Every summer for decades a commune of beach seine salmon fishermen fished out of tents and rough cabins on Packers Spit, a grass covered gravel bar eight miles from the Uganik Cannery, on the west side of Kodiak Island.
Pulling their nets up onto the beach by hand was hard labor, even by the likes of commercial fishing. But they often fished with their wives and children, and found joy in their work, sharing outboards, gear, fuel and food.
In 1976, a man from Great Falls, Mont., Mick McCrea, lived and fished on the spit with his wife Valerie, aged 23, his 20-month-old daughter Heather, his sisters Molly, 18, and Kathy, 19, a deckhand, Dale Venema, and 5-year-old Cy Rogers, whose parents, John Rogers and Virginia Girdler, fished that summer at a setnet site further out the bay.
The Kodiak salmon season closed that year on Aug. 18, and the Uganik Cannery, owned at the time by the New England Fish Co. (NEFCO), shut down its can line. A few days later a burst of late-running pink salmon showed up, however, and the Alaska Department of Fish and Game re-opened the west side of Kodiak for five days.
On Aug. 22, Uganik Cannery Superintendent Ivan Fox ordered John Nichols, the skipper of the NEFCO tender Deep Sea, to head to Packers Spit to pick up fish from the beach seiners. Because the Uganik Cannery was no longer canning fish, Fox made arrangements to have the fish processed at the Ocean Beauty plant in Kodiak and told Nichols to deliver them there with the Deep Sea.
The Deep Sea was a 78-foot wooden boat, built in 1945 in Everett, Wash., and had originally worked as a fish trap tender until fish traps were outlawed in 1959. She spent the years after that hauling salmon caught by seine boats, beach seiners, and gillnetters to the Uganik Cannery to be processed.
The vessel had no refrigeration, so Fox told Nichols to return to the Uganik Cannery on the 24th to take on ice to chill the fish they’d bought over the past day or so. After loading the ice and refueling, the boat was to return to Packers Spit for one last pickup from the beach seiners before heading to Kodiak.
The Deep Sea was ordinarily manned by four people, a skipper, mate, engineer and deckhand, but by late August of that year, for reasons which are unclear in the record, only Captain Nichols and an engineer, Bernard Eldridge, remained as crew.
Nichols conferred with Fox about this and they agreed that Earl McKee, a canning machinist at the Uganik Cannery with no marine experience, would serve as deckhand and cook and the boat would sail to Kodiak without a mate.
At some point Captain Nichols also made arrangements with Mick McCrea to take his family and the Rogers’ boy to Kodiak on the Deep Sea so they could catch a flight back to Montana. McCrea planned to stay behind with his deckhand to close up camp.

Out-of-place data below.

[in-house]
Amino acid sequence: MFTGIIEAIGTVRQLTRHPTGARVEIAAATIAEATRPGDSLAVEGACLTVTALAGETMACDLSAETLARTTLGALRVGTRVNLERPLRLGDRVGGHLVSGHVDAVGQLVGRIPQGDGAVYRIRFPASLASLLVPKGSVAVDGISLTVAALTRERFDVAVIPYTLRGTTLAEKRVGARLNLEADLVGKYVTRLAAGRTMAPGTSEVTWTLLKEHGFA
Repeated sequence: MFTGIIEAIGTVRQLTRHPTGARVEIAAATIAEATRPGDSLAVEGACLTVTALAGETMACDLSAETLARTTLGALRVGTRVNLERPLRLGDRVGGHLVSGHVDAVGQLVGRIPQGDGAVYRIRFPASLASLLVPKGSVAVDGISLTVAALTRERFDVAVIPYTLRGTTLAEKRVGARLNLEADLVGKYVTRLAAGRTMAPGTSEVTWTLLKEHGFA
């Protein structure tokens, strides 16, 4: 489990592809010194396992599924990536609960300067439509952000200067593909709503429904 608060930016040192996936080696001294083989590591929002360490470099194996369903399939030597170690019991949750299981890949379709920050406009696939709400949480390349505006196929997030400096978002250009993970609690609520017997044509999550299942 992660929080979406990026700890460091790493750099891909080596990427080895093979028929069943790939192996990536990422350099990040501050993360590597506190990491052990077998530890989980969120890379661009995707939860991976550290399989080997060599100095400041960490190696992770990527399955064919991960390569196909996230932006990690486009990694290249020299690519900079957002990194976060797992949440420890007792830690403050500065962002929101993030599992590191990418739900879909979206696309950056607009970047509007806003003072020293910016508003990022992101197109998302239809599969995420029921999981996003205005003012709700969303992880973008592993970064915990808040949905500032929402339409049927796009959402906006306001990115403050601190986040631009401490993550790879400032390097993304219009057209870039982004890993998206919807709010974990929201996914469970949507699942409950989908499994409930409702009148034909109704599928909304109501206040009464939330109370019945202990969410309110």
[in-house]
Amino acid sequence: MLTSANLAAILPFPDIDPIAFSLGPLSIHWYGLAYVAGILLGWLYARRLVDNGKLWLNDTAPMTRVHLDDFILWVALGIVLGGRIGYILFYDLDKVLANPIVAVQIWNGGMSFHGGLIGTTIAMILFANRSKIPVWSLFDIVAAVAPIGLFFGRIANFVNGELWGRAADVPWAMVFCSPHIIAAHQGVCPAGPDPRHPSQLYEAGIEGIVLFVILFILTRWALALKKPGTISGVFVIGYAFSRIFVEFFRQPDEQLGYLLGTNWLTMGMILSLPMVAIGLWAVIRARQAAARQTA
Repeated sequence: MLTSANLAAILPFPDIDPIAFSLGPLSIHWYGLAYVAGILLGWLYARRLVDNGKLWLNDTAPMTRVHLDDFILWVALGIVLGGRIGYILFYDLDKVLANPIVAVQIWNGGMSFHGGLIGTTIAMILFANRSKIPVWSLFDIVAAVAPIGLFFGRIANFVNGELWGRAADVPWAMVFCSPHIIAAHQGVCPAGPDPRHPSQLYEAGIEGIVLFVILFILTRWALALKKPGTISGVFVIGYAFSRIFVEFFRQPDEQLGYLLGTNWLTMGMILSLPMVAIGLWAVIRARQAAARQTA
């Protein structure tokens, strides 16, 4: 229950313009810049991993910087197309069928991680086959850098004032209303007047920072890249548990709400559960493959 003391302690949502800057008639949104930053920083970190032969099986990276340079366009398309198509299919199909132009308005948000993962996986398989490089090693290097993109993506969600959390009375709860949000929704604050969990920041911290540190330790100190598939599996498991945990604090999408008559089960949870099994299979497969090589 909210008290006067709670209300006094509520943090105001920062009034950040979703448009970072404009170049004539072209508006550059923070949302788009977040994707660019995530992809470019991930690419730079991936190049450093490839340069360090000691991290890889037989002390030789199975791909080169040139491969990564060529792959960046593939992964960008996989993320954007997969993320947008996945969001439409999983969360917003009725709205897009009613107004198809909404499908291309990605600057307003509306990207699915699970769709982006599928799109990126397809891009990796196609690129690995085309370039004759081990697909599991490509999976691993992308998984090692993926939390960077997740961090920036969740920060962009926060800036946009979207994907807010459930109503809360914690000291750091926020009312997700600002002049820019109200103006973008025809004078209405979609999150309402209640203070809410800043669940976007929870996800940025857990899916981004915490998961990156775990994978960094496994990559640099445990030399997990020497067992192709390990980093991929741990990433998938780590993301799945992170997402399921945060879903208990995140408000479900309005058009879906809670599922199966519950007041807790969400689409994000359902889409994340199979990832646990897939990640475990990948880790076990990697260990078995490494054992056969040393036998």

The boat arrived at the cannery from its first trip to Packers Spit late on the evening of the 24th, loaded fuel, ice, and the new deckhand, and left the dock around 1 p.m. the next day. She arrived at Packers Spit an hour later and from 5 to 9 p.m. Nichols and his two crewmembers loaded fish from the beach seiners. McCrea’s family and the toddler Cy Rogers also boarded the vessel that evening.
The Deep Sea left Packers Spit around 9 p.m. with eight souls on board: Skipper John W. Nichols, Engineer Bernard Eldridge, cook/deckhand Earl McKee, and Mick McCrea’s wife, daughter, two sisters, and the 5-year-old Rogers’ boy.
The 90-mile trip to Kodiak was expected to take seven and half hours, putting them into town around 5 a.m. the next day, with an 8 a.m. appointment to unload at the Ocean Beauty dock.
The forecast called for a northeast gale, but the boat had weathered many storms in its career and there was apparently no apprehension about the weather among the crew, the passengers, or Superintendent Fox.
At their regular 10 p.m. radio schedule Fox and Nichols spoke briefly, but Nichols was busy and said he would call Fox again at 11 p.m. He never made that call.
At 4:15 a.m. the next day, Aug. 26, the Coast Guard heard a single radio call, “mayday, mayday, Deep Sea, vicinity Whale Pass,” but the caller did not respond to the Coast Guard’s queries for more information. A search began at first light and rescue aircraft found a southeast wind of 30 knots, with a low ceiling and fog. An unopened life raft canister was spotted from the air and a small piece of the boat’s wheelhouse was later recovered, but the people on the Deep Sea were never seen again.